GT Stage

Ghetto Klown

Can a memoir show work if the truth has been altered? And does it really matter?

When The Smoking Gun published an article highlighting the inaccuracies in James Frey’s autobiographical tale of substance abuse A Million Little Pieces in 2006, Frey’s response was that the book (now called a ‘semi-fictional memoir’) was the ‘essential truth’ of his life. Information had been changed, details compressed, but he had still captured the ‘essence’ of beating his habit. 
This is the problem of the memoir, be it on paper or on stage – we believe the artist bares their soul to us, but in the process of writing and performing the work is refined and re-written. In the case of John Leguizamo’s Ghetto Klown, now making its UK debut after an award-winning run on Broadway, we know that the story is not spontaneous, having been performed many times. We know we’re not the only audience he’s confided in. In his own programme notes ‘Johnny Legs’ (as he calls himself) acknowledges that the timeline has been altered, characters amalgamated, but, like Frey, it still contains that ‘essential truth’.
The big question is – can a memoir show work if the truth has been altered? And does it really matter?
Well, in Ghetto Klown, it doesn’t seem to matter at all. Leguizamo is a born showman, obviously much happier on stage than on film despite a varied but (largely) respectable resume including Carlito’s Way, Summer of Sam and The Super Mario Brothers Movie. At 47, he is still dangerously handsome, lean, muscular and wears a pair of sweat pants which this reviewer, from his Row B seat, couldn’t help but notice. He break dances, he body pops, he fires off Hollywood impressions with gusto (Steven Seagal and Brian De Palma are particular highlights) while the outlandish punch up with Patrick Swayze (both in full drag) on the set of To Wong Foo is worth the entry price alone.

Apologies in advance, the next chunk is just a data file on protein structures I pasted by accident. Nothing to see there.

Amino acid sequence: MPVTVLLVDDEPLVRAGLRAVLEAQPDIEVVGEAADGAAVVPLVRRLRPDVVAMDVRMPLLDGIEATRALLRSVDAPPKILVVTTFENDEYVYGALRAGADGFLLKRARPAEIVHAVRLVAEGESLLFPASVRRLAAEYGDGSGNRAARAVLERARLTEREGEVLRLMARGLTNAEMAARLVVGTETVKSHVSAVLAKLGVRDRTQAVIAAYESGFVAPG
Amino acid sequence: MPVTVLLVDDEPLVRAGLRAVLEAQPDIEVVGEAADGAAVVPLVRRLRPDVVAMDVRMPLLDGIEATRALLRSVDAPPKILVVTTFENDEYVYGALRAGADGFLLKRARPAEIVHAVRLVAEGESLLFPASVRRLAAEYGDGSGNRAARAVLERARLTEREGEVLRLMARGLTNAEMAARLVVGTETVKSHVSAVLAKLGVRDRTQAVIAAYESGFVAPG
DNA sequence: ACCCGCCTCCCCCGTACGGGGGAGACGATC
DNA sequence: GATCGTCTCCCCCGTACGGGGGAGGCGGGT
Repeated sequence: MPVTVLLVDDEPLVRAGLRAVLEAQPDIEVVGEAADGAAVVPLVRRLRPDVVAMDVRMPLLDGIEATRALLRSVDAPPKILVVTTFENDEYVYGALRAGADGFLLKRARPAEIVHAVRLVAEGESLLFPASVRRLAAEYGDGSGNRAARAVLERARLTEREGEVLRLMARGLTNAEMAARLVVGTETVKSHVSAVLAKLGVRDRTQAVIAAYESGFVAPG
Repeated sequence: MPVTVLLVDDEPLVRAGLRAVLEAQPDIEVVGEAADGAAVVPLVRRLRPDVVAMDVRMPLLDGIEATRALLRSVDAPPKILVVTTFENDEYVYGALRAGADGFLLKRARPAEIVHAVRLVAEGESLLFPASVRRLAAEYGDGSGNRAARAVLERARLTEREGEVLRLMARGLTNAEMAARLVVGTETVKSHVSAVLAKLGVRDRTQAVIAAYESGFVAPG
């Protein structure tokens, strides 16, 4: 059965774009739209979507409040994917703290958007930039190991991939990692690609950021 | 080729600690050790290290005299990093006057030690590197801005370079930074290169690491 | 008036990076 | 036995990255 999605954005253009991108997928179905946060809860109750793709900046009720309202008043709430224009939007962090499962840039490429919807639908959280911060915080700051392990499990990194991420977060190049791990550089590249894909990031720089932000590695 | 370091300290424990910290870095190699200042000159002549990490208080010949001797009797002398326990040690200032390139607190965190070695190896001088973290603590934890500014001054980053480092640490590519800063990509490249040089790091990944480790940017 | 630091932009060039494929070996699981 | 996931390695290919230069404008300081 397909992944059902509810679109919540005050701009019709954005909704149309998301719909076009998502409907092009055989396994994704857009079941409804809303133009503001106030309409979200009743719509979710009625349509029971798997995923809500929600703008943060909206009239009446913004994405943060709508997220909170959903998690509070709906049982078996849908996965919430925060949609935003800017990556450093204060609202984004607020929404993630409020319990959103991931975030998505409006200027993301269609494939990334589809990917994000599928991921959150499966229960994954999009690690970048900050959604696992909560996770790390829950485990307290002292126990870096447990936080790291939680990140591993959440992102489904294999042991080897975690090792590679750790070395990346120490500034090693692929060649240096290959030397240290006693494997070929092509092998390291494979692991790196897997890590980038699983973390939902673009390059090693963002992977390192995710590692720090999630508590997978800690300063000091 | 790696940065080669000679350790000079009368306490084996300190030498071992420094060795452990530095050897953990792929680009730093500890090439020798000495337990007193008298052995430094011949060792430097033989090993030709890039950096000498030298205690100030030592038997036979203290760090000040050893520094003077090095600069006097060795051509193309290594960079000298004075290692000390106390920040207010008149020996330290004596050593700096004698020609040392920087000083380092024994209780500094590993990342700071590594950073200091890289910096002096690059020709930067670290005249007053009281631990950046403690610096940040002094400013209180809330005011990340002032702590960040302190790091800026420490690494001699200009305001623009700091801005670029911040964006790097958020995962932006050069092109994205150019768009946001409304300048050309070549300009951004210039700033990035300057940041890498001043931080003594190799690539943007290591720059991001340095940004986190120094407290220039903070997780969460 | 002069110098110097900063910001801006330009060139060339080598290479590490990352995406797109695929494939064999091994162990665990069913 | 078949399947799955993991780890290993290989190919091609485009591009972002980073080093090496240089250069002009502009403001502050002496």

However, it’s his own private story that engages – the distant father who rejected him for putting his family life on stage in early shows; the failed relationships and his weakness for women who reject him; and, most poignantly, the quiet death of his revolutionary grandfather. His ear for mimicry is always affectionate, conjuring a cast of characters who fill the relatively small Charing Cross Theatre.
The show is well polished – Peter Fitzgerald’s sound and Aaron Gonzales’ projection designs are razor sharp and slicker than slick – and Fisher Stevens’ direction never lets the pace drop. This ‘Latino Laurence Olivier’ has the audience in his thrall from the moment he bounces out on stage – a life lived at times well, at times badly, but ultimately lived to the full and that in itself makes this story worth telling. Johnny Legs is only in town until mid-November. Go now, and bask in his glory. 
Words: Dan Usztan
Ghetto Klown is at the Charing Cross Theatre, London until 12th November

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